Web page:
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(1984 TV Movie)

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The film was made and released about twenty-four years after its source novel of the same name by Edna O'Brien had been first published in 1960.
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Sam Neill's character is never called by any real personal name and is only ever known as "Mr. Gentleman".
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The movie's source novel "The Country Girls" (1960) by Edna O'Brien was banned by Ireland's classification authority the Irish Censorship Board with O'Brien's parish priest publicly burning copies of the book. O'Brien because of the public denouncement left Ireland.
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Actresses Jill Doyle and Maeve Germaine received 'introducing' credits.
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"The Country Girls" (1960) was the first novel of authoress Edna O'Brien.
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The movie's source novel "The Country Girls" (1960) by Edna O'Brien is the first of a trilogy of books known as "The Country Girls Trilogy", with the subsequent parts being "The Lonely Girl" (1962) and "Girls in Their Married Bliss" (1964). Later, around 1986-1987, all three stories were published in the one anthology with a new epilogue. Ironically, it was the novel's first sequel, "The Lonely Girl" (1962), that got filmed first, but under the different title of the Girl with Green Eyes (1964), with the film being also directed by the same director of The Country Girls (1984), Desmond Davis.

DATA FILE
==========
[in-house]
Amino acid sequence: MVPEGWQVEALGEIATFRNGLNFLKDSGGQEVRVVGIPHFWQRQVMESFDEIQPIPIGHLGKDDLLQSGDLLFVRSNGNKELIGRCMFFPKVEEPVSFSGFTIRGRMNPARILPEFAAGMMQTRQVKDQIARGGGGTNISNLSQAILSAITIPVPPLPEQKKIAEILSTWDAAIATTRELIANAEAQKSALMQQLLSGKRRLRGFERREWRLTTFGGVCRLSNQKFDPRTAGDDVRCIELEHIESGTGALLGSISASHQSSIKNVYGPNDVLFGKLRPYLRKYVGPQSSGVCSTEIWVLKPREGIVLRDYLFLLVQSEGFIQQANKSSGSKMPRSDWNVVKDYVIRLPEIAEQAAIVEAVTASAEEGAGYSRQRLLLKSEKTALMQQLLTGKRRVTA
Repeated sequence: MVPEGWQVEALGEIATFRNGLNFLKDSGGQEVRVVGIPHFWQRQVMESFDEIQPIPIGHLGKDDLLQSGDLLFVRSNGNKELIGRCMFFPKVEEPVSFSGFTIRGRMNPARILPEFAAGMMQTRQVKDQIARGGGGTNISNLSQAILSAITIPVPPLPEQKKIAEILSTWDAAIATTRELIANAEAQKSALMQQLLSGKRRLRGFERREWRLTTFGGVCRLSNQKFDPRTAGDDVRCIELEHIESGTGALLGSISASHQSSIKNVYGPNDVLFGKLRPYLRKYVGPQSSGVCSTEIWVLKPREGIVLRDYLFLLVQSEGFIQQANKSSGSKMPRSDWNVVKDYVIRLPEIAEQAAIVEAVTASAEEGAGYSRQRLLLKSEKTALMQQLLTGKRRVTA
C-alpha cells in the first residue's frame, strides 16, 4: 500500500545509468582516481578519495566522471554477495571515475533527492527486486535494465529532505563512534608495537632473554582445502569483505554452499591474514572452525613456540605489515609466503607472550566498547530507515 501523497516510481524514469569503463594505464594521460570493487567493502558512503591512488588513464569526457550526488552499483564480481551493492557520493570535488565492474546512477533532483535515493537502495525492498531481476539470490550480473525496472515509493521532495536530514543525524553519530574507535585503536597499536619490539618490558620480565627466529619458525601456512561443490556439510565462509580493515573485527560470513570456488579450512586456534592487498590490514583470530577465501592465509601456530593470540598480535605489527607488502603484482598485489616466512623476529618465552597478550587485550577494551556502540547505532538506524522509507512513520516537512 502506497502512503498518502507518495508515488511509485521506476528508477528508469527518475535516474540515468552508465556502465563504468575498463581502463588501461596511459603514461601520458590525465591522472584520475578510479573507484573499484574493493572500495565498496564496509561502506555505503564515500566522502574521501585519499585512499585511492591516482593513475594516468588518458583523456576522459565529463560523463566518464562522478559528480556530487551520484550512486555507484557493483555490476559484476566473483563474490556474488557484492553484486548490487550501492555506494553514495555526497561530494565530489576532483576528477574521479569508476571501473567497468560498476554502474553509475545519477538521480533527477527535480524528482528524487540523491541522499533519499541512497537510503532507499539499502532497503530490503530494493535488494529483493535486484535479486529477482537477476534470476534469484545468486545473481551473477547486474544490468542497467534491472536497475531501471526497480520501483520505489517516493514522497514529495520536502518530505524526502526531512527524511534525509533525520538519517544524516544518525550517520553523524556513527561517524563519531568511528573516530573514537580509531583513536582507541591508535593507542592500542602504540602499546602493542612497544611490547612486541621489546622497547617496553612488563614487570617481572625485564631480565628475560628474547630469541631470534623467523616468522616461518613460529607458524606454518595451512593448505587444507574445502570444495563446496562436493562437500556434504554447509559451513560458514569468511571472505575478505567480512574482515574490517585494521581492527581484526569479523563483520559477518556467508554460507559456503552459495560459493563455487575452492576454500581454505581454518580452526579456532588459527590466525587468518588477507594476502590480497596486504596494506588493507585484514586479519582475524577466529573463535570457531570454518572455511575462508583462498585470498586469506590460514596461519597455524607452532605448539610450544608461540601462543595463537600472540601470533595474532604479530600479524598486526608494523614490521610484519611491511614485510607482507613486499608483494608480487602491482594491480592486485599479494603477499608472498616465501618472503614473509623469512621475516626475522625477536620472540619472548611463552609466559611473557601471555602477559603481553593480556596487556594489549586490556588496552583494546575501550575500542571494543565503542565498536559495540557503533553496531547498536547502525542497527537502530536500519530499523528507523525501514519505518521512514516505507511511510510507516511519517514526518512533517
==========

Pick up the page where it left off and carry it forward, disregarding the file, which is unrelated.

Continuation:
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Source author Edna O'Brien wrote the film's source novel "The Country Girls" (1960) in about three weeks.
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Actors Niall Toibin and John Kavanagh received 'guest star' credits.
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Third and final [to date, February 2015] of three collaborations of writer Edna O'Brien and director Desmond Davis. The earlier productions, both made for the cinema, were Girl with Green Eyes (1964) and Time Lost and Time Remembered (1966) (aka "Time Lost and Time Remembered"), the latter being based on O'Brien's short-story "A Woman by the Seaside".
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The film's source novel "The Country Girls" (1960) by Edna O'Brien was a best-seller, particularly in London and New York, and is considered to be a ground-breaking literary work that broke through social mores and sexual taboos in Ireland prior to World War II.
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